I've been attached to several units outside of the 18th ABN Corps in my capacity as a PSYOP Reservist. I do not have glowing reviews of any of them.

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Ok, here's my take, you want to get into the military (Army Specific) (I served 90-97 (still have friends in the fight), went in with a 11X RGV4, got bronchitis during tower week, tried to suck it up and failed the friday run, no Recycle due to my stupidity, got sent to Panama for 2 years with a round trip ticket to 82nd to get back to jump school)

 

- At the minimal, you want to go in with a Airborne Slot (period). Why? Because all the damn good jobs in the Army are airborne slots, 82nd, 173rd, 4/25, Rangers, 160th SOAR, SF, CAG = Airborne.

- If you want a Ranger Contract (11X RGV4) - you need to find someone to square you away now, so when you get to RASP, you don't fuk up and waste a slot 

- If you want a SF Contract (18X baby SF) - you need to find someone to square you away now, so when you get to selection or whatever they call it when doing this pipeline, you don't fuk up and waste a slot 

- if you want Aviation find a gig that 160th needs and go for it, find someone to square you away now, so you don't bolo out and get stuck working on AC @ Ft. Campbell for 101st.

- Don't join for the college money or bonuses - do it because you want to do it, if you get either it's a bonus

- If you are aren't ready for grown a$$ men or women, telling what you need to do, stay the hell out, NCOs don't have time to baby sit. 

- Most combat arms have veterans that have deployed several times over, they don't need some no it all kid, be the grey man, and shut your piehole and listen to what they tell you. They will take you under their wing and square you away or make you stronger, whichever comes first.

 

If they are going Army, they need to decide what they want to do, Infantry is a good branch and no, folks in that branch are not idiots or morons, lots of good guys that decided to step up to the plate and be on the front lines instead having a cushy job. 

 

Yes, I am biased to Infantry, Rangers, Airborne Infantry, Special Operations, and Special Operation Aviation Assets. 

 

Then there's the other Branches.. They have their own offerings and their own advice, I'll leave to those who served in those branches to speak their bit..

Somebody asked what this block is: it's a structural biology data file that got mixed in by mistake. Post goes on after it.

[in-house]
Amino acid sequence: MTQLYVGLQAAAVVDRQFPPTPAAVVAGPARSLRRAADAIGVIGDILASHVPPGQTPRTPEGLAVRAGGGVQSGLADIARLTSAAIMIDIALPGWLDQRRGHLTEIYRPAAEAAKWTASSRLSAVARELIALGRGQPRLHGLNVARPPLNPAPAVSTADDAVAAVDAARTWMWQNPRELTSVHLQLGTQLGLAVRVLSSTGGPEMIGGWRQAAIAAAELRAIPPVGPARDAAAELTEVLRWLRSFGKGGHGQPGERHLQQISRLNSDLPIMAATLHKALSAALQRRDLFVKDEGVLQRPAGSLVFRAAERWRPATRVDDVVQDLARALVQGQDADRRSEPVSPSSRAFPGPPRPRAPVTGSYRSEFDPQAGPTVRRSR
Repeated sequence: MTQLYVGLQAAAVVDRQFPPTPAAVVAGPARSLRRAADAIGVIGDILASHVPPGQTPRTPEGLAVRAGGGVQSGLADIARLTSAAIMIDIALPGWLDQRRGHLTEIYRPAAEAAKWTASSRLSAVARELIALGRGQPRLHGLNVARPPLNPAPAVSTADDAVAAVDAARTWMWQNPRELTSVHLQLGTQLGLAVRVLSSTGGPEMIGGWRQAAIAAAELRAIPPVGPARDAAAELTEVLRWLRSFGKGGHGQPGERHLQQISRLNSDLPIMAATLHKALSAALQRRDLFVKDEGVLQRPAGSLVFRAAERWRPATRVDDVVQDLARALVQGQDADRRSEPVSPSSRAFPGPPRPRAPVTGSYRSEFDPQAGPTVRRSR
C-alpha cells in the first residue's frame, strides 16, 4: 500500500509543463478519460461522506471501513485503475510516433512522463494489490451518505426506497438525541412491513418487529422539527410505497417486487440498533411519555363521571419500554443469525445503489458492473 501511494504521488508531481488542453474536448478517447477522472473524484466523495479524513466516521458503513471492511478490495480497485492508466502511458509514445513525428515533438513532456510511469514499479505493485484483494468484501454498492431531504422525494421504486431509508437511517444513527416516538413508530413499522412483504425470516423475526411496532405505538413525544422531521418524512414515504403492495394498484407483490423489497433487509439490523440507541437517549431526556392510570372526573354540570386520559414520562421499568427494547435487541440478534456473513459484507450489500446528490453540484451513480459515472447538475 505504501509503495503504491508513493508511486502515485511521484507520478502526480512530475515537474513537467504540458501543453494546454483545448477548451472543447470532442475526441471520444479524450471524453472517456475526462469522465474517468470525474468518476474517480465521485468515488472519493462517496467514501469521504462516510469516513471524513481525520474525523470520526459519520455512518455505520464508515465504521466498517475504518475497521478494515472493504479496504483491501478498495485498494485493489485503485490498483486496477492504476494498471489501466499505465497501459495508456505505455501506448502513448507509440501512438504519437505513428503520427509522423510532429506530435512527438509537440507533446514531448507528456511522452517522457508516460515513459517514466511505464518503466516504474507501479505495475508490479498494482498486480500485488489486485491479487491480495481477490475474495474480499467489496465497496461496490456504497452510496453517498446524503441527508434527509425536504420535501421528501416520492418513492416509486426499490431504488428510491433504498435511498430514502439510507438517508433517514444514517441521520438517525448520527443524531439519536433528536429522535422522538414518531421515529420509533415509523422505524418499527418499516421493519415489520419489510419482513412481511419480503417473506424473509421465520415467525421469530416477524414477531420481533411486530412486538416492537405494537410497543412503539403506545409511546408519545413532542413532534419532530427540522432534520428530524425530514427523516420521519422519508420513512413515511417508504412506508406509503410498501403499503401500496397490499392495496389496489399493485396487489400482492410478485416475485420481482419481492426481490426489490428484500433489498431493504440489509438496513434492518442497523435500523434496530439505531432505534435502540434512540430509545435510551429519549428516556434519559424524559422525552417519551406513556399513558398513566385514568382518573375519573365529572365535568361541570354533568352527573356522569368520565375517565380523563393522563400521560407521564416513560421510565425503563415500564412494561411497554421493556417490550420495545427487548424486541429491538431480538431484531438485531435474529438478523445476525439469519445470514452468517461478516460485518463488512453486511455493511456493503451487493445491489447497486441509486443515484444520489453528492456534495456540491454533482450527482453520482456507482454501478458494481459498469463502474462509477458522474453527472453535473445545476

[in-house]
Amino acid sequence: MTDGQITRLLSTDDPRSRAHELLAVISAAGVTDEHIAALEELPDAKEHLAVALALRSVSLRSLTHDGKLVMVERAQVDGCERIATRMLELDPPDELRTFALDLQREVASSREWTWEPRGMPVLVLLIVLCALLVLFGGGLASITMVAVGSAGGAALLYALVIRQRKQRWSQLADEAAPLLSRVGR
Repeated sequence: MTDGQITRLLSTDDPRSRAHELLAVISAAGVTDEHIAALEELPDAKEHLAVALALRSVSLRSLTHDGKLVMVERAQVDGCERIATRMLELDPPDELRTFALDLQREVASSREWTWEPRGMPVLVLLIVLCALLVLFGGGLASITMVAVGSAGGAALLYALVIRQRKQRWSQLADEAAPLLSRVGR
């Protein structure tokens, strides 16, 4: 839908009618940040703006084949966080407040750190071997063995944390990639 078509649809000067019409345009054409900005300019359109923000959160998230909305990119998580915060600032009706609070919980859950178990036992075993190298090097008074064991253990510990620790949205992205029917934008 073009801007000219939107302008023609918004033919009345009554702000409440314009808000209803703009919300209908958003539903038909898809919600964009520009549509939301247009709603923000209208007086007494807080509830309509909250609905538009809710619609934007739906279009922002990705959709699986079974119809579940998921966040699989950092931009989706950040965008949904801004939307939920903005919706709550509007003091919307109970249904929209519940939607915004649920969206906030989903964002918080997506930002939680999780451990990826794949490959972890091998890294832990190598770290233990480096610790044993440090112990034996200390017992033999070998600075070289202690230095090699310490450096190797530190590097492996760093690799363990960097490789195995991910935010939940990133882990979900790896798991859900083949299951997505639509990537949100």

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That would be the National Guard's Recruiting Assistance Program that is under criminal investigation for gaming the program that paid hundreds of millions in bonuses to Guard members who persuaded friends to sign up.

 

The National Guard maintains its own separate and distinct recruiting program and has refused for years to be part of the Regular Army's Recruiting Command.

 

State IGs (who are Regular Army) reported problems with the way that the Guard was handing out this money as far back as 2007.  Since it was "Guard-Color-Of-Money" that had been directly allocated by Congress to the Guard, the Regular Army could not and has not allowed to provide oversight. 

 

 - - - Getting Back On Topic - - -

 

Everyone has given good advice. 

 

I would also add that the "Needs of the Service" will anyways change.  The personnel system of the military tends to look out about 6 months in advance.  Today its trying to reduce its overall numbers which tends to be a meat cleaver kind of approach.  7 months from now the system may very well realize that it kicked too many out of a certain skill and the recruiters will be told to go get more.  

 

So my recommendation would be to keep your ears open.

 

You never know what the future will bring because, "Somewhere, just beyond the horizon, the unicorns are gathering......"